Chamberlain gave Hitler free reign, discounting warnings about Hitler’s character and aims even after his most stalwart allies showed him what Hitler’s generals were planning. The mutual distrust between France and England was there then, and by god it is here now. England opened the door to Hitler, and the rest of us suffered the dire consequences. That poppy you buy has lost all meaning.

We are at a dangerous place we were before, in 1939. Racist demagogues such as Bill Cash, Jacob Rees-Mogg, Nigel Farage and the thoroughly obnoxious Tommy Robinson, rise to the surface, given a platform by Britain’s state broadcaster. They are everywhere imitating Oswald Mosley and Enoch Powell.

Who remember that the British Fascist Party changed its name? It went from the British Union of Fascists and National Socialists in 1936, to the British Union. Whoa – ‘union’, how eerily familiar.

Global economic conditions being what they are, and the consequent convulsions of democratic systems allowing voice to fascist groups, England like Hitler’s Germany, is falling into brutal racism, minorities used as scapegoats as cover for government policies to place wealth in the hands of the few. Governments always have a decoy to take our attention off what they are really doing.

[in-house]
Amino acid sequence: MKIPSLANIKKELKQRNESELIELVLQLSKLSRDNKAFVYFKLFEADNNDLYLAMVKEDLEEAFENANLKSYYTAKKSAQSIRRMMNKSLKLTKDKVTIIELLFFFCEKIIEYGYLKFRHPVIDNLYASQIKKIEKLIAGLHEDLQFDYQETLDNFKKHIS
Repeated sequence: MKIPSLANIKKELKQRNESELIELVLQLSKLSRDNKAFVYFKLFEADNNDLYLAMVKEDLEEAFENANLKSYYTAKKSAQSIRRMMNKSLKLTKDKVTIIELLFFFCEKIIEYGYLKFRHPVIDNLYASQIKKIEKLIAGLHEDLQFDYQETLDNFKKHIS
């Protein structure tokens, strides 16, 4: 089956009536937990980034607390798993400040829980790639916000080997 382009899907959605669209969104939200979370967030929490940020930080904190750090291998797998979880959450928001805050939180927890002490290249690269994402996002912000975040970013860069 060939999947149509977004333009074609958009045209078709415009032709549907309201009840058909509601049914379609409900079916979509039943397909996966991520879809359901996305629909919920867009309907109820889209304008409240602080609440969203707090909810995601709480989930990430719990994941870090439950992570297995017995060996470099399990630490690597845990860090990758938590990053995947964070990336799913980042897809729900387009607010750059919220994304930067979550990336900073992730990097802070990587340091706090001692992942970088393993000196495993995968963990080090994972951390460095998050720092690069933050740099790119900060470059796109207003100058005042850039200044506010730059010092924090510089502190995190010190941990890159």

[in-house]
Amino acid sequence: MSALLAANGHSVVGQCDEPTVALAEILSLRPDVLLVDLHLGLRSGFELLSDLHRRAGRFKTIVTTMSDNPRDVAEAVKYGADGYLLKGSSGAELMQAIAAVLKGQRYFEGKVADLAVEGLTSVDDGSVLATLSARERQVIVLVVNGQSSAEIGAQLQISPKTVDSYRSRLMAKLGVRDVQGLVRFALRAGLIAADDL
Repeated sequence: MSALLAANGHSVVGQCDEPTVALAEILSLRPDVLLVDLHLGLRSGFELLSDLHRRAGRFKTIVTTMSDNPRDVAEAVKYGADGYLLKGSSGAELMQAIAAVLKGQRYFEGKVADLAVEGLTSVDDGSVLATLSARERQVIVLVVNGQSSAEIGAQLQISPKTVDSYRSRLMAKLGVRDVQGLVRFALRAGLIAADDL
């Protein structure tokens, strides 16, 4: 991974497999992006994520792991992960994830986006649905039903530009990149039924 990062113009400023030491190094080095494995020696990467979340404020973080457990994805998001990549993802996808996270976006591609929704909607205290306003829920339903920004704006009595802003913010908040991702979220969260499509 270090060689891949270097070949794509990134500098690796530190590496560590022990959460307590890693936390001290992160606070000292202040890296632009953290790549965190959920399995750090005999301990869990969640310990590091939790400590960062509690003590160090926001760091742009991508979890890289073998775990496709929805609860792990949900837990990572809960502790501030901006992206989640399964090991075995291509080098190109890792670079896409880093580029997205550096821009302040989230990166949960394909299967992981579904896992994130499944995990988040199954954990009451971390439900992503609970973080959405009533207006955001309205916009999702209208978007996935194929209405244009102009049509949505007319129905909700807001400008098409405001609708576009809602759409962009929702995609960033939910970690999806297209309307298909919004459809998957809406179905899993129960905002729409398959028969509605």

English politicians are translating loss of empire into regaining lost territory – Scotland is one such gain. They even talk of Ireland rejoining the United Kingdom. Don’t laugh, they are serious.

Any attempt to appease English imperialism is disastrous for us all. A free Scotland becomes the antidote to English stupidity and vanity. And believe me, Ireland will be happy to support us in that endeavour.